Excerpt from The Malice of Fortune by Michael Ennis, plus links to reviews, author biography & more

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The Malice of Fortune

by Michael Ennis

The Malice of Fortune
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  • First Published:
    Sep 2012, 416 pages
    Paperback:
    Jun 2013, 416 pages

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Book Reviewed by:
Elizabeth Whitmore Funk

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To Messer Francesco Guicciardini
Lieutenant-general, statesman, and historian
9 January 1527

Magnificent One. I have sent you this great pile of pages in order to provide a more faithful account of the final weeks of the year 1502, when that plague of mercenary warlords known as the
condottieriviolently conspired against Duke Valentino and his father, Pope Alexander VI. As you know, my intimate witness of those events inspired my little pamphlet, The Prince; what you do not know is that there was considerably more to the entire matter than I have ever allowed. Hence I submit to you this lengthy "confession," with the hope that you will not judge me--or attempt to write your own history--until you have read these pages entirely. Only then can you begin to grasp the terrifying nature of the secret I deliberately buried, let us say, between the lines of The Prince.

You will find here a narrative divided into four parts, all but one in my own hand. The exception is the account that precedes my own, authored twenty-four years ago by a lady I knew as Damiata. Over the span of scarcely a fortnight, this learned woman recorded in every particular a number of conversations and occurences that I am certain will intrigue you. She wrote not only to indemnify herself against the accusations that were made against her, but also to provide a last testament to her boy, Giovanni, although she intended that it be withheld from him until he was a young man of sufficient maturity to understand both the truth and the lies.

My dear Francesco, I should remind you that Fortune, that ancient goddess of malign fate who now reigns without compassion over this sad world, achieves her worst ends by relying on our own willfull blindness, as we proceed upon her twisting and obscure paths. When you read these pages, you will marvel at how cleverly Fortune led us on a perilous road to the Devil's doorstep. And you will see how blind we remained, even as we stared into the face of evil.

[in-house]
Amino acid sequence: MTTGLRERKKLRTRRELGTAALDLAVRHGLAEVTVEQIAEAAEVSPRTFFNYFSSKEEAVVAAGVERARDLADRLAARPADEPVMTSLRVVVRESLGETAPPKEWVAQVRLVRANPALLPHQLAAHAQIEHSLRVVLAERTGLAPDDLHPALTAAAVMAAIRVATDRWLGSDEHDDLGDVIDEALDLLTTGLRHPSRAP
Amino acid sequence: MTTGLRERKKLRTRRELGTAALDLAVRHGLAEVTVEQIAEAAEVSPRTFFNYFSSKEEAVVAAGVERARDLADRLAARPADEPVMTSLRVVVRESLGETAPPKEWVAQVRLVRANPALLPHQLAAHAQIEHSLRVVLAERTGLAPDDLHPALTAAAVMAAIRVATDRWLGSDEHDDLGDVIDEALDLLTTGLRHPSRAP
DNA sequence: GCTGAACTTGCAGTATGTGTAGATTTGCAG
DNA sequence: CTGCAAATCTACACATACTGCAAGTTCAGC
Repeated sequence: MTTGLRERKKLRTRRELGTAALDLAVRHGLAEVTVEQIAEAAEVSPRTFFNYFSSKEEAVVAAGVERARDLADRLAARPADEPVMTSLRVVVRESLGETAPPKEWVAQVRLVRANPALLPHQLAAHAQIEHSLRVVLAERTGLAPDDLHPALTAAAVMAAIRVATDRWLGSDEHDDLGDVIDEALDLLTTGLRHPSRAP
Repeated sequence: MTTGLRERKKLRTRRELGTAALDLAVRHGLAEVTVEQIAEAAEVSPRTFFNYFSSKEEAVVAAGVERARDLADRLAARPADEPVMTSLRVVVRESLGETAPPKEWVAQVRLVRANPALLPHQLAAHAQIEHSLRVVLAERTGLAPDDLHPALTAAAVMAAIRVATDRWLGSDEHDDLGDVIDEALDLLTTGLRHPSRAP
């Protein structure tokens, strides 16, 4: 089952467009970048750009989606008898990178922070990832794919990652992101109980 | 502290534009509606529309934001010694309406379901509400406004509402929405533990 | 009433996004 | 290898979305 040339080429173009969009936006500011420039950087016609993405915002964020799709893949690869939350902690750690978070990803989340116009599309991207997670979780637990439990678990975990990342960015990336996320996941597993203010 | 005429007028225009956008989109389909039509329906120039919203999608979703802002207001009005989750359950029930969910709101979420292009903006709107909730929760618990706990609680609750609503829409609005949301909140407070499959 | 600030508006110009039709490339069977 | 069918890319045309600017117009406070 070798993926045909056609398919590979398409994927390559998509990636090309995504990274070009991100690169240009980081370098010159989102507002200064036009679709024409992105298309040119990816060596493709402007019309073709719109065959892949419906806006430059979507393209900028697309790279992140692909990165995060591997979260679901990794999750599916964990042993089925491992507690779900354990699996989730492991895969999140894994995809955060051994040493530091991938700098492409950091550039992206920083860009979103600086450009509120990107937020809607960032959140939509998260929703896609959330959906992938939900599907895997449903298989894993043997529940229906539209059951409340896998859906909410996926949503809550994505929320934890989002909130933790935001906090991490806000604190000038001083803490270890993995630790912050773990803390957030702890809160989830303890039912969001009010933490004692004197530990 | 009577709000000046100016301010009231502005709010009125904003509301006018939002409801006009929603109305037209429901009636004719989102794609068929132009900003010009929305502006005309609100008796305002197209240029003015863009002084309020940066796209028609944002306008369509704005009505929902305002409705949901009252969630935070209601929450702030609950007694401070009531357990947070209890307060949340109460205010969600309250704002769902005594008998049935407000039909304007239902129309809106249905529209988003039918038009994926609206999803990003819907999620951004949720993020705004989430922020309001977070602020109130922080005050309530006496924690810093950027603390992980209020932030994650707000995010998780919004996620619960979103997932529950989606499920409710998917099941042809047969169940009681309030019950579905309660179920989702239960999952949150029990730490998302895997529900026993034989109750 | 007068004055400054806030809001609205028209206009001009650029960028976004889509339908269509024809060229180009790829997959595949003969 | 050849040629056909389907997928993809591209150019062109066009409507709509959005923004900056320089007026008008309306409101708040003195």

Your Niccolo Machiavelli
Author of histories, comedies, and tragedies.


I
BE CAREFUL OF THE TRUTH
YOU SEEK.

Rome and Imola: November 19–December 8, 1502

I

My dearest, most darling Giovanni,



We lived in two rooms in the Trastevere. This district of Rome lies across the Tiber from the old Capitol Hill, on the same side of the river as the Vatican and the Castel Sant' Angelo. Gathered around the Santa Maria church, the Trastevere was a village unto itself, a labyrinth of wineshops, inns, tanneries, dyers' vats, and falling-down houses that were probably old when Titus Flavius returned in triumph after conquering Judea; many of the Jews who lived there claimed to be descended from his captives. But our neighbors came from everywhere: Seville, Corsica, Burgundy, Lombardy, even Arabia. It was a village where everyone was different, so no one stood out.

Our rooms were on the ground floor of an ancient brick house off a narrow, muddy alley, with little shops and houses crowding in on every side, their balconies and galleries so close overhead that we always seemed to go out into the night, even at noon. I kept my books and antique cameos hidden, displaying nothing that might tempt a thief--or reveal who I had formerly been. But we whitewashed the walls once a year and always swept the tiles, and you never slept on a straw mattress but always on good cotton stuffing; there was never a day we didn't have flowers or fresh greens on our tiny table--or wanted for bacon in our beans.

In the evening, before you slept and I went out, I would read Petrarch to you or tell you stories. That was what we were doing on our last night together--19 November, anno domini 1502. I showed you this bronze medallion stamped with a portrait of Nero Claudius Caesar, about whom I recited tales I had read in Tacitus when I was little more than a girl. Hearing of his crimes, you gave Signor Nero a very stern look and wagged your finger at his engraved visage, telling him, "Even an emperor does not have lice . . . lice . . . ."

Excerpted from The Malice of Fortune by Michael Ennis. Copyright © 2012 by Michael Ennis. Excerpted by permission of Doubleday. All rights reserved. No part of this excerpt may be reproduced or reprinted without permission in writing from the publisher.

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